More than 160 local people and companies lost money on the Harborough cinema screen project after it went bust, documents obtained by the Mail have revealed.
According to the documents lodged at Companies House, the losers include individuals who put in between £50 and £100, a day nursery that contributed almost £300 and a cinema seat refurbishment company which is owed £3,000.
But the biggest losers are Harborough Youth And Community Trust (HYACT), who are the landlords of the cinema site.
They are owed more than £12,000 by the cinema project, which they are unlikely to ever get back.
Trust secretary, the Rev Nicholas Cook, said: “We’ve lost a lot of money on this scheme.
“Yes, I feel cross, particularly because this could have been a successful project.”
Sandra Seaward, who is a former Harborough Screen Community Interest Company director, told the Mail: “I’d just like to say to everyone who contributed that we’re very sorry it didn’t happen.
“We tried very hard to achieve a cinema for Market Harborough.
“I still believe there’s room for a cinema in the town. I’m just sad we weren’t able to achieve it.”
The cinema screen project started on a wave of public enthusiasm in 2007, backed eventually by a 10,000-signature petition.
The dream ended last month with the demolition of the mobile building intended to house the cinema on Symington’s Recreation Ground, off St Mary’s Road, and the liquidation of the Harborough Screen Community Interest Company which was supposed to run it.
The liquidators, BRI Business Recovery and Insolvency, based in Northampton, wound up the company with creditors owed a total of £34,634.
There is no suggestion of any misuse of money.
Money contributed locally was spent on a digital projector, moving the large cinema unit down from Scotland, renovating the unit and processing the planning application.
The Mail has been told the project’s main problem lay with the cinema screen unit itself.
Weaknesses within the roof meant that when it finally arrived in Harborough, after storage in Raunds for more than two years, it was not fit for purpose.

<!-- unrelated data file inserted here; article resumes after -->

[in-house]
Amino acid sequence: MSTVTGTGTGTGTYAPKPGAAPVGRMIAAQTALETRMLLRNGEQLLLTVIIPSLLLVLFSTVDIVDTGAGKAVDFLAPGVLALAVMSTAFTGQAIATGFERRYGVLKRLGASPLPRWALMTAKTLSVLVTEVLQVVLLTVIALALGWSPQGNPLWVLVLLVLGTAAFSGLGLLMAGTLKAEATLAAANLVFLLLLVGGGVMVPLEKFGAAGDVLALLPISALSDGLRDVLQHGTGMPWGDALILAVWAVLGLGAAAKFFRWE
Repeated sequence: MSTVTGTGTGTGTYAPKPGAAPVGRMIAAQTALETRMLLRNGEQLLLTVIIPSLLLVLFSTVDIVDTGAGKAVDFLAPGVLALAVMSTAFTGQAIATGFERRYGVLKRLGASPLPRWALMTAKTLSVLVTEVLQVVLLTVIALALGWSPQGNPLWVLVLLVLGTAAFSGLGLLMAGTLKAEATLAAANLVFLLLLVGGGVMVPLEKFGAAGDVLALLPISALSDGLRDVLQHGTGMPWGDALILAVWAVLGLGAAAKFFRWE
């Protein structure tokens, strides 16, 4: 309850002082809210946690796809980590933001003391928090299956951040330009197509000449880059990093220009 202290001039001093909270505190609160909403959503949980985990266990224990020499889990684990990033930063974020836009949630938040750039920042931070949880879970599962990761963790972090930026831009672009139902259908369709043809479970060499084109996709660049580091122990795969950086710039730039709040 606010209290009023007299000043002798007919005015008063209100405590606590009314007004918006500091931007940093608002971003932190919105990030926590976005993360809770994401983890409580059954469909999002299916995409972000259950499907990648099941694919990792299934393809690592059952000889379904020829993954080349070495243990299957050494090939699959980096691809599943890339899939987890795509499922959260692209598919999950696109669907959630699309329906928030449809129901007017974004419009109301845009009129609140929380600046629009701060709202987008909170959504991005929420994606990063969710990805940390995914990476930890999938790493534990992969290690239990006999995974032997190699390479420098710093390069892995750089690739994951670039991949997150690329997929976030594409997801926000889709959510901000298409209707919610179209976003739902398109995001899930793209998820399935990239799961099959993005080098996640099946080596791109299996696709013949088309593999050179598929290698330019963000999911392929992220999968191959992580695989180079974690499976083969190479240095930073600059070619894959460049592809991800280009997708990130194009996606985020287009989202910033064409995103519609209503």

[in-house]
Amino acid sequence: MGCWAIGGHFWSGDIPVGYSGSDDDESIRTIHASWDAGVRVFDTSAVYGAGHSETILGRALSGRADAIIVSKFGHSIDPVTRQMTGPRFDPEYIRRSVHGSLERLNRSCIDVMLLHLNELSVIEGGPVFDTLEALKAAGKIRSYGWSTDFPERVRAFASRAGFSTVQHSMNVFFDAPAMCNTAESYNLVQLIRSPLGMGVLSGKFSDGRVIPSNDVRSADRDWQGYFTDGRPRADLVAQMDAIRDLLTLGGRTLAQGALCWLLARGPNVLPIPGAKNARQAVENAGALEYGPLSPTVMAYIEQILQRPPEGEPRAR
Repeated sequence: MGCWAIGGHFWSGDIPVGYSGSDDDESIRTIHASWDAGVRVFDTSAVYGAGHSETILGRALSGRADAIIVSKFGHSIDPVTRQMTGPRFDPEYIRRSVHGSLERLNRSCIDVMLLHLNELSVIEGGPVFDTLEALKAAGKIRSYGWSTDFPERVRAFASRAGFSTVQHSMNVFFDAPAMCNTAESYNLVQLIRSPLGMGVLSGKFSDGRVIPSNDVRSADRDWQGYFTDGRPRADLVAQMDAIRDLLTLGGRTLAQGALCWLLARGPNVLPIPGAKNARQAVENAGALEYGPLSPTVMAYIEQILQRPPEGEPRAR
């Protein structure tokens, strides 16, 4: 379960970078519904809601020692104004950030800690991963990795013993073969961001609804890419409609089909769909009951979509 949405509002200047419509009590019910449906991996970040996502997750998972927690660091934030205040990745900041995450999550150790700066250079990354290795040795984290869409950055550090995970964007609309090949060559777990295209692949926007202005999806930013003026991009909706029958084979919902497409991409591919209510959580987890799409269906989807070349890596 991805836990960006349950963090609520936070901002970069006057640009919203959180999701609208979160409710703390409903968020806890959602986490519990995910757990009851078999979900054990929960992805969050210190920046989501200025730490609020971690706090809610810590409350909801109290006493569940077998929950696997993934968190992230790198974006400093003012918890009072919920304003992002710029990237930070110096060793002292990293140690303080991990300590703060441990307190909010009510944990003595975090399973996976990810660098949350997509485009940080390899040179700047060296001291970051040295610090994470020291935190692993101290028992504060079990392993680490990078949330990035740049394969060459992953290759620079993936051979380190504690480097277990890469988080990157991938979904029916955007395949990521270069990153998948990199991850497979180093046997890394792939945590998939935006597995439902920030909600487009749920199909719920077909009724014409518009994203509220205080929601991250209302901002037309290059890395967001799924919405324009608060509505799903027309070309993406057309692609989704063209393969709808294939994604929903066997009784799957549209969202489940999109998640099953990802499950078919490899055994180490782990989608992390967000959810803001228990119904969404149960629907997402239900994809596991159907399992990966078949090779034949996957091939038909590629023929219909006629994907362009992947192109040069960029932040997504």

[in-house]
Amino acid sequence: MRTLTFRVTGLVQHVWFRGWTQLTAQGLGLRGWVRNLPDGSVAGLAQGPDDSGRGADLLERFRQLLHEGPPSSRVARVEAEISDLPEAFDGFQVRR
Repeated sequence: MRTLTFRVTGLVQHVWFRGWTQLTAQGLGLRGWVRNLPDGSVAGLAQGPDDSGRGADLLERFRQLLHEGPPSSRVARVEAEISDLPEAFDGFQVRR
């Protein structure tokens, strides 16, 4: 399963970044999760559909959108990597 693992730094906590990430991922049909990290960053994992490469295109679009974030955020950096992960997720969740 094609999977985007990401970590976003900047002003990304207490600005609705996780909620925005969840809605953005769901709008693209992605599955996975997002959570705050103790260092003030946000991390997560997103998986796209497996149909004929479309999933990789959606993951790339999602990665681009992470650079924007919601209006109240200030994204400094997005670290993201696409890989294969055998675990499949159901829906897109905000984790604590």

The Rev Cook explained: “The directors were only trying to do what the community asked them to do, but the trailer at the centre of the scheme, which looked likely to provide a cheap solution to the cinema problem, turned out to be not up to the job.”
He added: “We’ve got a fantastic youth centre now on the site now [the Cube]but we’re shelling out the money intended for youth work in tidying up a massive mess on our doorstep.
“With hindsight, there were good intentions, but it was a bad decision to get involved with the cinema project.
“As is said, the path to hell is paved with good intentions.”
Local people and businesses who lost money on the scheme were sad rather than angry.
Resident Alison Avil, of Coventry Road, Harborough, donated £80. She said: “Yes, we’ve lost the money, but it’s just one of those things isn’t it?”
Fireplace and stove specialists Harborough Stone, based off Adam and Eve Street, put £300 into the project.
Company secretary Kim Cail said: “I’ve lived in Harborough all my life, and I thought it was something that the town needed. Obviously I’m extremely disappointed that it’s not happened.”
Alastair Campbell, the managing director of The Ideal Marketing Company of Union Wharf, Harborough, lost company and private money.
He said: “I was one of the people who helped set the project up, although I dropped out a couple of years ago.
“I don’t quite understand what went wrong.
“There’s been a real lack of communication.”
Bridget Crane, owner of Little Angels Day Nursery in Angel Row, Harborough, put nearly £300 into the project because she “wanted to support a cinema that was very needed in the town”.
“I know a lot of people worked very hard to try and make it happen,” she said
Resident Linda Bodsworth, of Picks Close, Harborough, said: “I just wanted to help the community.
“I regret putting the money in now, and feel very sad.”
Graham Wilde of Renovation Seat Service in Warrington is owed £3,000 on work his company did re-covering the cinema seats in crushed velvet.
“It’s money we’ll never see again,” he told the Mail.
“But I feel sorry for the people in Harborough who have lost money and won’t get a cinema. The idea was right – but it just didn’t work out.”
In total 26 companies, 12 clubs or community groups and 130 individuals donated cash.